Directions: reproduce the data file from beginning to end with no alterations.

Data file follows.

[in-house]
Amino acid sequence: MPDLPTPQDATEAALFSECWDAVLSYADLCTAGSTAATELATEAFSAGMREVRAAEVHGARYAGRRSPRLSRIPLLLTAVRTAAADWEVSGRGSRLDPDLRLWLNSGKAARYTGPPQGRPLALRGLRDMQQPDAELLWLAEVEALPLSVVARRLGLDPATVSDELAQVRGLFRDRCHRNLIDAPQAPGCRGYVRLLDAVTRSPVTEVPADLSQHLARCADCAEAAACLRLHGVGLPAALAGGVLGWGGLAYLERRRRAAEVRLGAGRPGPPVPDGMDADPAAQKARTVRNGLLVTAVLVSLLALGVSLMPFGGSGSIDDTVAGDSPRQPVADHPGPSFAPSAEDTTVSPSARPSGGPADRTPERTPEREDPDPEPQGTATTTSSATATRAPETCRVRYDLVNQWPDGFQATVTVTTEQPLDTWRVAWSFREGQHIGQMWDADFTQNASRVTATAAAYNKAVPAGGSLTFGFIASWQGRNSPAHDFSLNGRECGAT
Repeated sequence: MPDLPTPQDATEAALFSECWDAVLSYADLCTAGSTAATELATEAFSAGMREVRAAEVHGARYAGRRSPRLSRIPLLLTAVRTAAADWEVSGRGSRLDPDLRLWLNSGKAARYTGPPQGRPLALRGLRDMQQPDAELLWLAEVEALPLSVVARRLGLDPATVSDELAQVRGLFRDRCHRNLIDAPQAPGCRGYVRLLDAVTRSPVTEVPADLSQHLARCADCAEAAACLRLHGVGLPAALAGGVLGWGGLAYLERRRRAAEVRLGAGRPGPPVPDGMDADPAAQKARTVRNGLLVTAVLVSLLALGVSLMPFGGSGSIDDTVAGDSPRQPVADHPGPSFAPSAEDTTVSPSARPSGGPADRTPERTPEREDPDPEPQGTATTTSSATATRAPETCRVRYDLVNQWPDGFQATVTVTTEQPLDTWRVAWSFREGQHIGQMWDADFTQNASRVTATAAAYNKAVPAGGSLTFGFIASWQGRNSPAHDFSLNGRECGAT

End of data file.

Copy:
[in-house]
Amino acid sequence: MPDLPTPQDATEAALFSECWDAVLSYADLCTAGSTAATELATEAFSAGMREVRAAEVHGARYAGRRSPRLSRIPLLLTAVRTAAADWEVSGRGSRLDPDLRLWLNSGKAARYTGPPQGRPLALRGLRDMQQPDAELLWLAEVEALPLSVVARRLGLDPATVSDELAQVRGLFRDRCHRNLIDAPQAPGCRGYVRLLDAVTRSPVTEVPADLSQHLARCADCAEAAACLRLHGVGLPAALAGGVLGWGGLAYLERRRRAAEVRLGAGRPGPPVPDGMDADPAAQKARTVRNGLLVTAVLVSLLALGVSLMPFGGSGSIDDTVAGDSPRQPVADHPGPSFAPSAEDTTVSPSARPSGGPADRTPERTPEREDPDPEPQGTATTTSSATATRAPETCRVRYDLVNQWPDGFQATVTVTTEQPLDTWRVAWSFREGQHIGQMWDADFTQNASRVTATAAAYNKAVPAGGSLTFGFIASWQGRNSPAHDFSLNGRECGAT
Repeated sequence: MPDLPTPQDATEAALFSECWDAVLSYADLCTAGSTAATELATEAFSAGMREVRAAEVHGARYAGRRSPRLSRIPLLLTAVRTAAADWEVSGRGSRLDPDLRLWLNSGKAARYTGPPQGRPLALRGLRDMQQPDAELLWLAEVEALPLSVVARRLGLDPATVSDELAQVRGLFRDRCHRNLIDAPQAPGCRGYVRLLDAVTRSPVTEVPADLSQHLARCADCAEAAACLRLHGVGLPAALAGGVLGWGGLAYLERRRRAAEVRLGAGRPGPPVPDGMDADPAAQKARTVRNGLLVTAVLVSLLALGVSLMPFGGSGSIDDTVAGDSPRQPVADHPGPSFAPSAEDTTVSPSARPSGGPADRTPERTPEREDPDPEPQGTATTTSSATATRAPETCRVRYDLVNQWPDGFQATVTVTTEQPLDTWRVAWSFREGQHIGQMWDADFTQNASRVTATAAAYNKAVPAGGSLTFGFIASWQGRNSPAHDFSLNGRECGAT